Ralph Gibson of The News states that the State of North Carolina would issue its new automobile license plates in January, as usual, with official plates, numbered 1 through 200, going to various State officials, starting with the Governor receiving number 1, the Lieutenant Governor, number 2, and so on down the line, a list of which assignments he provides.
A letter writer asks readers to pause and consider how much the "sanitary men" of the city meant to it, as they were faithful in all seasons and the people could not exist comfortably or happily without them. He urges remembering them generously at Christmas.
A letter writer says that, as a parent and property taxpayer, she would like certain possibilities investigated before she voted in the coming bond election. You may read that yourself, should you have similar issues about how to vote.
A letter writer agrees with the December 1 editorial, "We Need Industrial Balance, Too". He says that the state also needed State-supported college balance, that there were presently 12 state-supported colleges and that the three closest to Charlotte were one in Winston-Salem and two in Greensboro, leaving Charlotte completely neglected. He indicates that a bill would be placed before the 1953 Legislature to provide a certain amount of State support for community colleges and that Charlotte College would benefit from that bill if passed. He favors building a State-supported college around Charlotte College. He informs that Cincinnati had one of the finest technical institutes in the entire country, quoting from National Geographic of February, 1950, that its graduates had been sent into the factories making such things as soap and beer-barrel bungs, as well as television sets and overalls. Gastonia had developed a technical institute several months earlier, which had 64 students. Charlotte, with five times the population of Gastonia, should have, he indicates, some 300 students enrolled in such a technical institute, if and when it was started, which he favors developing from Charlotte College.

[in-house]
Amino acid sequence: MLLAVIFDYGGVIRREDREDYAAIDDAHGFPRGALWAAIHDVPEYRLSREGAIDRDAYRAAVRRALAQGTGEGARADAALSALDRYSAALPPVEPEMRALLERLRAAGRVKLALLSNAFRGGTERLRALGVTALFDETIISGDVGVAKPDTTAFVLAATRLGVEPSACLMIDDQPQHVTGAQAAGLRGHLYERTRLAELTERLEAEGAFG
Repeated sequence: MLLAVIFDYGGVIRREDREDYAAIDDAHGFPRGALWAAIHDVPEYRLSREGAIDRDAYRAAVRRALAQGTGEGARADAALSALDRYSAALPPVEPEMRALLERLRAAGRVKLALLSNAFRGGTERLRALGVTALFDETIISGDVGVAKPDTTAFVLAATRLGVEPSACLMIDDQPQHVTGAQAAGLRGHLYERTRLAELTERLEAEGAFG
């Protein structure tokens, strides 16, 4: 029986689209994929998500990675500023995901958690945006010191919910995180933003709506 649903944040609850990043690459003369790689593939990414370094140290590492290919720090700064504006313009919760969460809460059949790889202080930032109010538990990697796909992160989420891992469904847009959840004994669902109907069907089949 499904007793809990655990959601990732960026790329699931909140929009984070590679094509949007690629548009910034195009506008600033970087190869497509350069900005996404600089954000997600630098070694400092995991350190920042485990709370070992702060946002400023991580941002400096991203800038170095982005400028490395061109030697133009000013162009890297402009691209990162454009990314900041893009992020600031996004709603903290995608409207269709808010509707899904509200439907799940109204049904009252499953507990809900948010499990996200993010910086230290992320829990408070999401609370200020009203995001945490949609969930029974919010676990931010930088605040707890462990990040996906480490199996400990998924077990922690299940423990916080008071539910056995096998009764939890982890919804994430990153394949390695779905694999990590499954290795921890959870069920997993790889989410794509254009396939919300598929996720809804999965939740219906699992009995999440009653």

Charlotte College, founded originally in 1946 as an adjunct college to accommodate the overcrowding of campuses resultant of returning veterans, would become UNC-Charlotte, part of the State system, in 1965.
A letter writer from Florence, S.C., indicates that James Marlow, in his piece of December 2 in the newspaper, had said that Senator Burnet Maybank of South Carolina, which had voted Republican in the election, had stated that he would not accept Governor Stevenson as the head of the party. He corrects that South Carolina did not vote Republican, though Governor James Byrnes had favored General Eisenhower. He urges that Mr. Marlow look up the record. "Byrnes and the rich boys—those that got rich under the Democrats—wanted it to go Republican, but it didn't."
Better English asks five questions, the answers to which, respectively, are: 1. "It looks like it will snow before too very long, come January." 2. Nawn-par-ail. 3. Trick question. All are misspelled. Instead of "-ble", each word should end in "-bul". 4. When your bicycle won't pedal no more. 5. Volunteer.
Links-Date — Links-Subj.